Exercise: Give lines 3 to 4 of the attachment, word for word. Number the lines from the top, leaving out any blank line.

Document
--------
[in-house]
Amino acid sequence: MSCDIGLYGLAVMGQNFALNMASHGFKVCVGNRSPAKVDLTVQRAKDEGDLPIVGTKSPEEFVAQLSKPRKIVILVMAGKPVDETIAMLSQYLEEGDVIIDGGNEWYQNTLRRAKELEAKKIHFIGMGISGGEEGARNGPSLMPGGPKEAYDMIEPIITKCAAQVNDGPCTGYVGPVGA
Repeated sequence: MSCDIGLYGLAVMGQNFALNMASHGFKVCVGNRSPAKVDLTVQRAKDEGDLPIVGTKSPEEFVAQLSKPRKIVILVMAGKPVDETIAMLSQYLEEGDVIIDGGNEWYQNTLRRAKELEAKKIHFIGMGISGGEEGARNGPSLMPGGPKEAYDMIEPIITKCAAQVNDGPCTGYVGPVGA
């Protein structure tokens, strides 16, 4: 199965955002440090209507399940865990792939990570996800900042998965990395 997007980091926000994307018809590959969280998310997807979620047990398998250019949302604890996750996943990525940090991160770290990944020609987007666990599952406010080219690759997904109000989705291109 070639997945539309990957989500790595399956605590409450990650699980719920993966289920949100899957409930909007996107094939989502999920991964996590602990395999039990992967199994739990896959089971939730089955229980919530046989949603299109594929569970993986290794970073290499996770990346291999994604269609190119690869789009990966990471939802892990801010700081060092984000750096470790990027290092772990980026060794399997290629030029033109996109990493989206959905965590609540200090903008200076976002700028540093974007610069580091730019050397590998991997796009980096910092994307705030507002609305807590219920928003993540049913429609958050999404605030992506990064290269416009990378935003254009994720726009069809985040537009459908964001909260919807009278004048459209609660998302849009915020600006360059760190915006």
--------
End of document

Repeated sequence: MSCDIGLYGLAVMGQNFALNMASHGFKVCVGNRSPAKVDLTVQRAKDEGDLPIVGTKSPEEFVAQLSKPRKIVILVMAGKPVDETIAMLSQYLEEGDVIIDGGNEWYQNTLRRAKELEAKKIHFIGMGISGGEEGARNGPSLMPGGPKEAYDMIEPIITKCAAQVNDGPCTGYVGPVGA
């Protein structure tokens, strides 16, 4: 199965955002440090209507399940865990792939990570996800900042998965990395 997007980091926000994307018809590959969280998310997807979620047990398998250019949302604890996750996943990525940090991160770290990944020609987007666990599952406010080219690759997904109000989705291109 070639997945539309990957989500790595399956605590409450990650699980719920993966289920949100899957409930909007996107094939989502999920991964996590602990395999039990992967199994739990896959089971939730089955229980919530046989949603299109594929569970993986290794970073290499996770990346291999994604269609190119690869789009990966990471939802892990801010700081060092984000750096470790990027290092772990980026060794399997290629030029033109996109990493989206959905965590609540200090903008200076976002700028540093974007610069580091730019050397590998991997796009980096910092994307705030507002609305807590219920928003993540049913429609958050999404605030992506990064290269416009990378935003254009994720726009069809985040537009459908964001909260919807009278004048459209609660998302849009915020600006360059760190915006």